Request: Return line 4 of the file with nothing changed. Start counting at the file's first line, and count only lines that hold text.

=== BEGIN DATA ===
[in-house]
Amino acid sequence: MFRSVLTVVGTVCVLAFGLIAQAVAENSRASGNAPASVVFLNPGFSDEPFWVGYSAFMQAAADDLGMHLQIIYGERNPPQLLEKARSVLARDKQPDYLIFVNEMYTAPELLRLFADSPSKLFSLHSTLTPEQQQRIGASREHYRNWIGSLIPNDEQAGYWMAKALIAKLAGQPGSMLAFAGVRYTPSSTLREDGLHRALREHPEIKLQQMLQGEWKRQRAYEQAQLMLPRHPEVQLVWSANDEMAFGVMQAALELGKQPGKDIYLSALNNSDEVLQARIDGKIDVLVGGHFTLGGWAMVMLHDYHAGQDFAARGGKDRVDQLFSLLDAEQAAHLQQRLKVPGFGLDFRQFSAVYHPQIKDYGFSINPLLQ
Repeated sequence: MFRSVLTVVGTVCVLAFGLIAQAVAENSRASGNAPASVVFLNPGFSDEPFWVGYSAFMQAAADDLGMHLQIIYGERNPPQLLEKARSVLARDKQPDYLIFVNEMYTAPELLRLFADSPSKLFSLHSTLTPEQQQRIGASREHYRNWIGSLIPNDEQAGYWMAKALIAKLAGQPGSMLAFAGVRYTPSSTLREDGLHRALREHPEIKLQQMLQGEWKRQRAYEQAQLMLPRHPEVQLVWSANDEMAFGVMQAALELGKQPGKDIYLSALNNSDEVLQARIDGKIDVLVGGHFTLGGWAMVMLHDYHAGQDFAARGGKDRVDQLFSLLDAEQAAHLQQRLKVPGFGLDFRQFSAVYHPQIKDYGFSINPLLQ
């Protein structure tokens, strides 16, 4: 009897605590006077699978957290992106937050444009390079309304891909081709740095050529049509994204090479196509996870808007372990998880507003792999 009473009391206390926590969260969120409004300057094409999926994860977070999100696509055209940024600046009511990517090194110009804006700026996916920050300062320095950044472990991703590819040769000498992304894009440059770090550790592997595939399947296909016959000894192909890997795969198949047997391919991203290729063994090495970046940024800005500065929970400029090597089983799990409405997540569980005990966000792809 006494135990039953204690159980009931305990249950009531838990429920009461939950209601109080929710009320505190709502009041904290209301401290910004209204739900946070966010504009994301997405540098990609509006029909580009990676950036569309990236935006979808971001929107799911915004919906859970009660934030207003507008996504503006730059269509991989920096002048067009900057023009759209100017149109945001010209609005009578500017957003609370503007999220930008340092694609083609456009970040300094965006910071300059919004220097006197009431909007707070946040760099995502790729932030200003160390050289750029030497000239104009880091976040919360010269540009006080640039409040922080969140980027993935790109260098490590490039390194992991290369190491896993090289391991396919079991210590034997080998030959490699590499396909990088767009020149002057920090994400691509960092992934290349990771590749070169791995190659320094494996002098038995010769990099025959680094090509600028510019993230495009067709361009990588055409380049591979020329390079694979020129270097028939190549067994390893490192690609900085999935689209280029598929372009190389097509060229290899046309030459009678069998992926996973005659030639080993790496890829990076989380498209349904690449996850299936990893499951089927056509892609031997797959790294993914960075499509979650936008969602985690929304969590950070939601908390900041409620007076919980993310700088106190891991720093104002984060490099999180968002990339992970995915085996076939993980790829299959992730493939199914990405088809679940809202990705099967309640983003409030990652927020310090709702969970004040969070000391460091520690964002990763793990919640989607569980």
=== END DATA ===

């Protein structure tokens, strides 16, 4: 009897605590006077699978957290992106937050444009390079309304891909081709740095050529049509994204090479196509996870808007372990998880507003792999 009473009391206390926590969260969120409004300057094409999926994860977070999100696509055209940024600046009511990517090194110009804006700026996916920050300062320095950044472990991703590819040769000498992304894009440059770090550790592997595939399947296909016959000894192909890997795969198949047997391919991203290729063994090495970046940024800005500065929970400029090597089983799990409405997540569980005990966000792809 006494135990039953204690159980009931305990249950009531838990429920009461939950209601109080929710009320505190709502009041904290209301401290910004209204739900946070966010504009994301997405540098990609509006029909580009990676950036569309990236935006979808971001929107799911915004919906859970009660934030207003507008996504503006730059269509991989920096002048067009900057023009759209100017149109945001010209609005009578500017957003609370503007999220930008340092694609083609456009970040300094965006910071300059919004220097006197009431909007707070946040760099995502790729932030200003160390050289750029030497000239104009880091976040919360010269540009006080640039409040922080969140980027993935790109260098490590490039390194992991290369190491896993090289391991396919079991210590034997080998030959490699590499396909990088767009020149002057920090994400691509960092992934290349990771590749070169791995190659320094494996002098038995010769990099025959680094090509600028510019993230495009067709361009990588055409380049591979020329390079694979020129270097028939190549067994390893490192690609900085999935689209280029598929372009190389097509060229290899046309030459009678069998992926996973005659030639080993790496890829990076989380498209349904690449996850299936990893499951089927056509892609031997797959790294993914960075499509979650936008969602985690929304969590950070939601908390900041409620007076919980993310700088106190891991720093104002984060490099999180968002990339992970995915085996076939993980790829299959992730493939199914990405088809679940809202990705099967309640983003409030990652927020310090709702969970004040969070000391460091520690964002990763793990919640989607569980």